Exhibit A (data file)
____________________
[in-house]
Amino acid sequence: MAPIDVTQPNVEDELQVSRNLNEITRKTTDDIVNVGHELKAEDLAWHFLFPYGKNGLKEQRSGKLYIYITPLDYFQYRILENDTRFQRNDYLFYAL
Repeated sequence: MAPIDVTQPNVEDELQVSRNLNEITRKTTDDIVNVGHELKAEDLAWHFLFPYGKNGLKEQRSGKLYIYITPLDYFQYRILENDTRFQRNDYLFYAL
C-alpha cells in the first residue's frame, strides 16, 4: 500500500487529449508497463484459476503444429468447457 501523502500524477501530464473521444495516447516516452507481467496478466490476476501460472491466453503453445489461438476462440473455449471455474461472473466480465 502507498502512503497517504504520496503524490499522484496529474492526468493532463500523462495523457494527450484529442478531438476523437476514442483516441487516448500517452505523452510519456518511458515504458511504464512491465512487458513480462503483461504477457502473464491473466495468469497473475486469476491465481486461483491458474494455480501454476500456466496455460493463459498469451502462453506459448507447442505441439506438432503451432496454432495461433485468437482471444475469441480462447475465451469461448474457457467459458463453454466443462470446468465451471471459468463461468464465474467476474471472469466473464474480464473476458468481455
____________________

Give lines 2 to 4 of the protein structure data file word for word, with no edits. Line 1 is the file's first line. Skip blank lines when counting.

Amino acid sequence: MAPIDVTQPNVEDELQVSRNLNEITRKTTDDIVNVGHELKAEDLAWHFLFPYGKNGLKEQRSGKLYIYITPLDYFQYRILENDTRFQRNDYLFYAL
Repeated sequence: MAPIDVTQPNVEDELQVSRNLNEITRKTTDDIVNVGHELKAEDLAWHFLFPYGKNGLKEQRSGKLYIYITPLDYFQYRILENDTRFQRNDYLFYAL
C-alpha cells in the first residue's frame, strides 16, 4: 500500500487529449508497463484459476503444429468447457 501523502500524477501530464473521444495516447516516452507481467496478466490476476501460472491466453503453445489461438476462440473455449471455474461472473466480465 502507498502512503497517504504520496503524490499522484496529474492526468493532463500523462495523457494527450484529442478531438476523437476514442483516441487516448500517452505523452510519456518511458515504458511504464512491465512487458513480462503483461504477457502473464491473466495468469497473475486469476491465481486461483491458474494455480501454476500456466496455460493463459498469451502462453506459448507447442505441439506438432503451432496454432495461433485468437482471444475469441480462447475465451469461448474457457467459458463453454466443462470446468465451471471459468463461468464465474467476474471472469466473464474480464473476458468481455